Each week, SFCV looks behind the scenes to give you a sneak peak of what's coming up on stages around the Bay Area...so you can learn about concerts before they happen.
Polish pianist Krystian Zimerman is known for his technical polish, recently seen here as in a performance of Witold Lutoslawski’s 1987 Piano Concerto under the baton of Herbert Blomstedt. (Zimerman was the concerto’s dedicatee who premiered the work at the Salzburg Festival in 1988.)
In this Cal Performances presentation Zimerman will be touring with his own Hamburg Steinway piano. This allows him to do some degree of control over having to adjust to unfamiliar instruments, a regulation that may fare him well in Zellerbach Hall. And the program: Bach's Partita No. 2 in C Minor, BWV; Beethoven's Sonata No. 32 in C Minor, Op. 111; Brahms' Klavierstücke, Op. 119; and Szymanowski's Variations on a Polish Theme, Op. 10 should showcase his talent's well.More about Cal Performances »
For those who know the quartet through its recordings — more than 20 years’ worth, spanning Haydn, Mozart, and early Beethoven, and stretching forward to Schubert and Mendelssohn — this first Bay Area visit by the Quatuor Mosaïques needs no recommending. But those who haven’t heard the ensemble yet are in for an uncommon pleasure.
I could wish that the players (who met as members of Nikolaus Harnoncourt’s Concentus Musicus Wien) were bringing some of their more far-flung recent repertoire; lately they’ve been playing music as late as Bartók and Webern. But the Schubert (including “Death and the Maiden”) and Mozart on their Cal Performances debut recital are enticement enough. If you love thoughtful, minutely detailed, joyous quartet playing, this is the one recital this spring you can least afford to missMore about Cal Performances »
The British composer Ralph Vaughan Williams is beloved for his evocation of pastoral, folk-song-infused landscapes in works like The Lark Ascending. But also on the program is a totally different “VW,” the violent, take-no-prisoners maniac of the Symphony No. 4, a piece that grabs listeners by the throat and never lets go.
Come hear which is better, the Jekyll, the Hyde, or French music by Georges Bizet and Francis Poulenc. Yan Pascal Tortelier conducts the San Francisco Symphony, and the young organist Paul Jacobs is soloist. Jacobs came to international attention at the age of 23 when in 2000, he twice performed the complete organ works of J.S. Bach in 14 consecutive evenings, in New York City and in Philadelphia and then held an 18-hour non-stop marathon of works in Pittsburgh.More about San Francisco Symphony »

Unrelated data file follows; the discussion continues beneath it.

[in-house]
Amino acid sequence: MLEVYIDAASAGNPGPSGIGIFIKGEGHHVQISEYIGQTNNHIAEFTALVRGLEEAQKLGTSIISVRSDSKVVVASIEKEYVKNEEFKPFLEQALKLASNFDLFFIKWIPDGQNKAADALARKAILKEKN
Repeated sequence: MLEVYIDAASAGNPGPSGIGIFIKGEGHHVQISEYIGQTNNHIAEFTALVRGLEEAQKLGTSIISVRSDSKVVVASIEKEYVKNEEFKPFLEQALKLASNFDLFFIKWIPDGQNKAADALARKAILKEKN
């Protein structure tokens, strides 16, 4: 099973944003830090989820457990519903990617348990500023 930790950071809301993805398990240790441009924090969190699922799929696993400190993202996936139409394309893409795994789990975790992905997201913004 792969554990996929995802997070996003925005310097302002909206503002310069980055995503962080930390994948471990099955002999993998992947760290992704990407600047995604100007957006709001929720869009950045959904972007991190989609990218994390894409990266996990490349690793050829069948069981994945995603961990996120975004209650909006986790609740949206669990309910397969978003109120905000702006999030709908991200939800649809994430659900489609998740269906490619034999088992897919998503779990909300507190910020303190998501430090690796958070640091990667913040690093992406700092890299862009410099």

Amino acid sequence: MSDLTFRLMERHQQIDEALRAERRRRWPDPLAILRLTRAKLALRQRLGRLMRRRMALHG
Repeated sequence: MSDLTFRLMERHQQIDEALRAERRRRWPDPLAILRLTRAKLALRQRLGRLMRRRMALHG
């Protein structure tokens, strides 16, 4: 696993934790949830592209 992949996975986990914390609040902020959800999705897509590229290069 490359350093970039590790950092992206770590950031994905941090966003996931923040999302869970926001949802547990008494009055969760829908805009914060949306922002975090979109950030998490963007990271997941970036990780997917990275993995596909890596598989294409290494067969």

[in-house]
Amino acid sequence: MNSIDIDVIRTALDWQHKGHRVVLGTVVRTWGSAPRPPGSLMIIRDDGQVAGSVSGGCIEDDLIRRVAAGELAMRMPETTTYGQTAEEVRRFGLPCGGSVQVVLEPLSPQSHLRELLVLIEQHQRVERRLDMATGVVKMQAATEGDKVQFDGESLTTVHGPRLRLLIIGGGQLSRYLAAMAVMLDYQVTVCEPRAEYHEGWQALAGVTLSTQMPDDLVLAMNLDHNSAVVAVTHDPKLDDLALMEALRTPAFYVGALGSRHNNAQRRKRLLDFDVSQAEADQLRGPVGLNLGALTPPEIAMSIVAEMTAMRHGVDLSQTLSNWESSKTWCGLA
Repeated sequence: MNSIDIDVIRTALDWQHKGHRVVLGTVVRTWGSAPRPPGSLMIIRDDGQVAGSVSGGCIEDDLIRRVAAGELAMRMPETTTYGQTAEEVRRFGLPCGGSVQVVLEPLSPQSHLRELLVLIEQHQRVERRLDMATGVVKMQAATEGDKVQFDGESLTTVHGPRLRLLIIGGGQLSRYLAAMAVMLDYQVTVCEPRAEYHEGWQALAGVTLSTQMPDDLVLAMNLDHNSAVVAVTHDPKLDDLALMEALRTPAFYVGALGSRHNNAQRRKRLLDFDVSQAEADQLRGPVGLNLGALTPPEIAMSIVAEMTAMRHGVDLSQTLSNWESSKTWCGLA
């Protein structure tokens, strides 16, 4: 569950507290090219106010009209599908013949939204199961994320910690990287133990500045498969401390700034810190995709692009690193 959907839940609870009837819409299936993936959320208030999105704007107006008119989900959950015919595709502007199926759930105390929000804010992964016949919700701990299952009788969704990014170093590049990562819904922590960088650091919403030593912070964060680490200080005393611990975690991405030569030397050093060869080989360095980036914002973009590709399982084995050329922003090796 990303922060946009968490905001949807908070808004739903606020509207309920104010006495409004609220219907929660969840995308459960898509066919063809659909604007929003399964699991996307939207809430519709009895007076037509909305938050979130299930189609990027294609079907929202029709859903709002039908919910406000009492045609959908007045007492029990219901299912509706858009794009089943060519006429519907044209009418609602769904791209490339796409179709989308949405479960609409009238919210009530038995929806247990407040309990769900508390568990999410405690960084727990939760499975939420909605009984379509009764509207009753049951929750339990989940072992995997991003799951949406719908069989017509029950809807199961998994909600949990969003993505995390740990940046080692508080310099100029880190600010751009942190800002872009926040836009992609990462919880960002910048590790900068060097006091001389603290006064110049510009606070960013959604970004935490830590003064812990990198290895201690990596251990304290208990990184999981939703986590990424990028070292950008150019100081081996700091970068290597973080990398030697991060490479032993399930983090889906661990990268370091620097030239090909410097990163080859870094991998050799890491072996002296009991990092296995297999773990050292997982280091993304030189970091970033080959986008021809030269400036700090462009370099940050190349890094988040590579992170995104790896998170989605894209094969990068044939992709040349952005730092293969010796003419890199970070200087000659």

In the early 1960s, Britten set the War Requiem to traditional sacred texts along with the poetry of Wilfred Owen, who died in the trenches of World War I. It is disheartening to think how often the work has been a reflection on the times — looking back to the two World Wars and to the several wars since then, and seemingly finding no end to the use of war as the way to resolve disputes. The brutality, hypocrisy, and futility of war is described in many of Owen's poems. One of them, the powerful "Strange Meeting," is given voice by Britten at the end of his Requiem. In the words of Kuzma's announcement of the concert: "In the midst of the current economic crisis and continuing conflict in Iraq and Afghanistan, the choirs offer this concert to our community as an acknowledgement of our common humanity and overriding desire for peace."
The soloists are Janice Chandler Eteme, Christòpheren Nomura, and Brian Staufenbiel. Chandler Eteme has sung Mozart, Mahler, and Brahms with the Los Angeles, Philadelphia, and Cleveland orchestras, as well as specializing in spirituals and gospel music. Nomura, always welcome back to his native Bay Area, has performed with many distinguished orchestras, including a number of early music orchestras, such as the Philharmonia Baroque. His opera performances have included several Mozart roles, and he is the recipient of prestigious awards. Brian Staufenbiel, who has sung throughout the United States and Canada, is also an opera director. He is on the voice faculty of UC Santa Cruz.More about UC Berkeley Chamber Chorus »
Audience favorite Carmina Burana, arranged for choir, two pianos, and percussion by Wilhelm Kilmayer, earned a Grammy for the San Francisco Symphony in 1993. This time, it will feature soloists Chester Pidduck, Brian Leerhuber, and Ji Young Yang (described by San Francisco Classical Voice as having a “bright and stunningly agile” voice), as well as the Lower School Choir of Berkeley’s Crowden School.
While Carmina Burana will lure audiences, the works of the four lesser-known composers will be arguably more interesting. Joseph Rheinberger, born in Lichtenstein, wrote at the end of the 19th century, and is known primarily as an organist and composer of organ music. His Drei Geistliche Gesänge brings to mind the motets of Rheinberger’s contemporary Anton Bruckner in their densely romantic style.
The selections by Eric Whitacre (I thank you, God) and Lars-Johan Werle (trees) are both settings of e.e. cummings poems. Werle uses short, percussive phrases reminiscent of the quirky poet. I Thank You, God, on the other hand, is tuneful and sweeping. The Symphony Chorus will surely make great use of Whitacre’s soaring phrases and gestures.
Known for his large-scale choral works, Veljo Tormis often draws inspiration from Estonian folk traditions. Rather than simply setting folk tunes for chorus, however, the inspiration is more likely to come from a small phrase or gesture in a song, or even a textual reference. His extended 1972 work A Curse Upon Iron uses voices in a very orchestral manner, with speechlike phrases emerging from the thick texture. The work uses influences from shamanistic tradition to comment on what he called the “evil of war.”More »